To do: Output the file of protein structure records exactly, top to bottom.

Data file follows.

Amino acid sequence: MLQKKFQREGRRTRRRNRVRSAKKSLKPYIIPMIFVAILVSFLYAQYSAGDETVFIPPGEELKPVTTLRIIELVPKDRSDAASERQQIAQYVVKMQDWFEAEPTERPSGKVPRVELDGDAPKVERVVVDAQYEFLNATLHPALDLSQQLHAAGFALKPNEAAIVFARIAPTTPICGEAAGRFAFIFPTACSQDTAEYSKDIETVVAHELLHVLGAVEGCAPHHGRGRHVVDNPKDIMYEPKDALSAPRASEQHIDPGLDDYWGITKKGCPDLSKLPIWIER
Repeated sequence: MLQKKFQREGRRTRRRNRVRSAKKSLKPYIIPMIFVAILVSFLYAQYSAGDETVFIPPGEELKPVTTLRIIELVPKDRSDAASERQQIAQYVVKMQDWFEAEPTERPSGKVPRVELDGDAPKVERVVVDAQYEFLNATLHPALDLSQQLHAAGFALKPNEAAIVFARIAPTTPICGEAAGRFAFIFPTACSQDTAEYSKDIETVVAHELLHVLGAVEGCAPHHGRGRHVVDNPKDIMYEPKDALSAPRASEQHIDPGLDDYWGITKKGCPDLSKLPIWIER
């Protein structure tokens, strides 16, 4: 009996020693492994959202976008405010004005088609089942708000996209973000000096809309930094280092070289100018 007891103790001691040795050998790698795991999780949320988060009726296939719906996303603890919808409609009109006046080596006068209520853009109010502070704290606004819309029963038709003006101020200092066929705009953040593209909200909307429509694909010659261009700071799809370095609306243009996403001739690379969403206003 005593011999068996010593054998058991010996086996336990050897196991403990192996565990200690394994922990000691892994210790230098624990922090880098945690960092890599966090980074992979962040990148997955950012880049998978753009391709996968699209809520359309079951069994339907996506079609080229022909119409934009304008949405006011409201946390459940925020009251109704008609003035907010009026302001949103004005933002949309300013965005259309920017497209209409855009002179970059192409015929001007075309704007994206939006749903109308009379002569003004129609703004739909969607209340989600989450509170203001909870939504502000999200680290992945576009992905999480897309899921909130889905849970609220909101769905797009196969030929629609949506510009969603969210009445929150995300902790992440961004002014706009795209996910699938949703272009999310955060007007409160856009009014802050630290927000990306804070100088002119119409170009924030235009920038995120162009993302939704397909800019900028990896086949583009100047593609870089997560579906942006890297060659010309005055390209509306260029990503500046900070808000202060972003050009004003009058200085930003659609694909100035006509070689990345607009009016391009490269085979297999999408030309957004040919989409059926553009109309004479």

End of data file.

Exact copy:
Amino acid sequence: MLQKKFQREGRRTRRRNRVRSAKKSLKPYIIPMIFVAILVSFLYAQYSAGDETVFIPPGEELKPVTTLRIIELVPKDRSDAASERQQIAQYVVKMQDWFEAEPTERPSGKVPRVELDGDAPKVERVVVDAQYEFLNATLHPALDLSQQLHAAGFALKPNEAAIVFARIAPTTPICGEAAGRFAFIFPTACSQDTAEYSKDIETVVAHELLHVLGAVEGCAPHHGRGRHVVDNPKDIMYEPKDALSAPRASEQHIDPGLDDYWGITKKGCPDLSKLPIWIER
Repeated sequence: MLQKKFQREGRRTRRRNRVRSAKKSLKPYIIPMIFVAILVSFLYAQYSAGDETVFIPPGEELKPVTTLRIIELVPKDRSDAASERQQIAQYVVKMQDWFEAEPTERPSGKVPRVELDGDAPKVERVVVDAQYEFLNATLHPALDLSQQLHAAGFALKPNEAAIVFARIAPTTPICGEAAGRFAFIFPTACSQDTAEYSKDIETVVAHELLHVLGAVEGCAPHHGRGRHVVDNPKDIMYEPKDALSAPRASEQHIDPGLDDYWGITKKGCPDLSKLPIWIER
């Protein structure tokens, strides 16, 4: 009996020693492994959202976008405010004005088609089942708000996209973000000096809309930094280092070289100018 007891103790001691040795050998790698795991999780949320988060009726296939719906996303603890919808409609009109006046080596006068209520853009109010502070704290606004819309029963038709003006101020200092066929705009953040593209909200909307429509694909010659261009700071799809370095609306243009996403001739690379969403206003 005593011999068996010593054998058991010996086996336990050897196991403990192996565990200690394994922990000691892994210790230098624990922090880098945690960092890599966090980074992979962040990148997955950012880049998978753009391709996968699209809520359309079951069994339907996506079609080229022909119409934009304008949405006011409201946390459940925020009251109704008609003035907010009026302001949103004005933002949309300013965005259309920017497209209409855009002179970059192409015929001007075309704007994206939006749903109308009379002569003004129609703004739909969607209340989600989450509170203001909870939504502000999200680290992945576009992905999480897309899921909130889905849970609220909101769905797009196969030929629609949506510009969603969210009445929150995300902790992440961004002014706009795209996910699938949703272009999310955060007007409160856009009014802050630290927000990306804070100088002119119409170009924030235009920038995120162009993302939704397909800019900028990896086949583009100047593609870089997560579906942006890297060659010309005055390209509306260029990503500046900070808000202060972003050009004003009058200085930003659609694909100035006509070689990345607009009016391009490269085979297999999408030309957004040919989409059926553009109309004479």